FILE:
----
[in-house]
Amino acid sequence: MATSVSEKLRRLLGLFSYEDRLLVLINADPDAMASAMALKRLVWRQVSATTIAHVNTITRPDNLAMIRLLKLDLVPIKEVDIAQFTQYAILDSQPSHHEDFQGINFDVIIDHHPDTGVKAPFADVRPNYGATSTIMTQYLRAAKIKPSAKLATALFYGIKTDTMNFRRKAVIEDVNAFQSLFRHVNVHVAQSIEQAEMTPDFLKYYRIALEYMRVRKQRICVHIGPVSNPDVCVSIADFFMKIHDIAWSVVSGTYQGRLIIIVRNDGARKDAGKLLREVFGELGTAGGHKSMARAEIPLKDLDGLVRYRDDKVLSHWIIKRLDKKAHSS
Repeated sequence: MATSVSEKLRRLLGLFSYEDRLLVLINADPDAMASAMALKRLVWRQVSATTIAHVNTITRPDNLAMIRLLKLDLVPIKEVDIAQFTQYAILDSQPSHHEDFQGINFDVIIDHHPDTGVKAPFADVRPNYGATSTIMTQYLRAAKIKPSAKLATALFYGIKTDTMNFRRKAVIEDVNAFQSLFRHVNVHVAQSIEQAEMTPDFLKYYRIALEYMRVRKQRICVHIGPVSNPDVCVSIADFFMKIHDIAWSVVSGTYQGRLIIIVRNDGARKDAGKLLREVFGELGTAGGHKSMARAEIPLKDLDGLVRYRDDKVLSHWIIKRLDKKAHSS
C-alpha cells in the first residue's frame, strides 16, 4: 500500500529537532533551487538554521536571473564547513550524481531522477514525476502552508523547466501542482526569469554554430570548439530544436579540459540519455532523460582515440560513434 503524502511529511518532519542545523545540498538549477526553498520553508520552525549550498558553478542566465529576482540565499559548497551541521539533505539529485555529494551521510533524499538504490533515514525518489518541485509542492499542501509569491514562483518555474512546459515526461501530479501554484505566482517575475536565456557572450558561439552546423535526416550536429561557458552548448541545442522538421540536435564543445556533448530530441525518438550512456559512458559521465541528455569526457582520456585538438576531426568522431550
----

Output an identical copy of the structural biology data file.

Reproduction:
[in-house]
Amino acid sequence: MATSVSEKLRRLLGLFSYEDRLLVLINADPDAMASAMALKRLVWRQVSATTIAHVNTITRPDNLAMIRLLKLDLVPIKEVDIAQFTQYAILDSQPSHHEDFQGINFDVIIDHHPDTGVKAPFADVRPNYGATSTIMTQYLRAAKIKPSAKLATALFYGIKTDTMNFRRKAVIEDVNAFQSLFRHVNVHVAQSIEQAEMTPDFLKYYRIALEYMRVRKQRICVHIGPVSNPDVCVSIADFFMKIHDIAWSVVSGTYQGRLIIIVRNDGARKDAGKLLREVFGELGTAGGHKSMARAEIPLKDLDGLVRYRDDKVLSHWIIKRLDKKAHSS
Repeated sequence: MATSVSEKLRRLLGLFSYEDRLLVLINADPDAMASAMALKRLVWRQVSATTIAHVNTITRPDNLAMIRLLKLDLVPIKEVDIAQFTQYAILDSQPSHHEDFQGINFDVIIDHHPDTGVKAPFADVRPNYGATSTIMTQYLRAAKIKPSAKLATALFYGIKTDTMNFRRKAVIEDVNAFQSLFRHVNVHVAQSIEQAEMTPDFLKYYRIALEYMRVRKQRICVHIGPVSNPDVCVSIADFFMKIHDIAWSVVSGTYQGRLIIIVRNDGARKDAGKLLREVFGELGTAGGHKSMARAEIPLKDLDGLVRYRDDKVLSHWIIKRLDKKAHSS
C-alpha cells in the first residue's frame, strides 16, 4: 500500500529537532533551487538554521536571473564547513550524481531522477514525476502552508523547466501542482526569469554554430570548439530544436579540459540519455532523460582515440560513434 503524502511529511518532519542545523545540498538549477526553498520553508520552525549550498558553478542566465529576482540565499559548497551541521539533505539529485555529494551521510533524499538504490533515514525518489518541485509542492499542501509569491514562483518555474512546459515526461501530479501554484505566482517575475536565456557572450558561439552546423535526416550536429561557458552548448541545442522538421540536435564543445556533448530530441525518438550512456559512458559521465541528455569526457582520456585538438576531426568522431550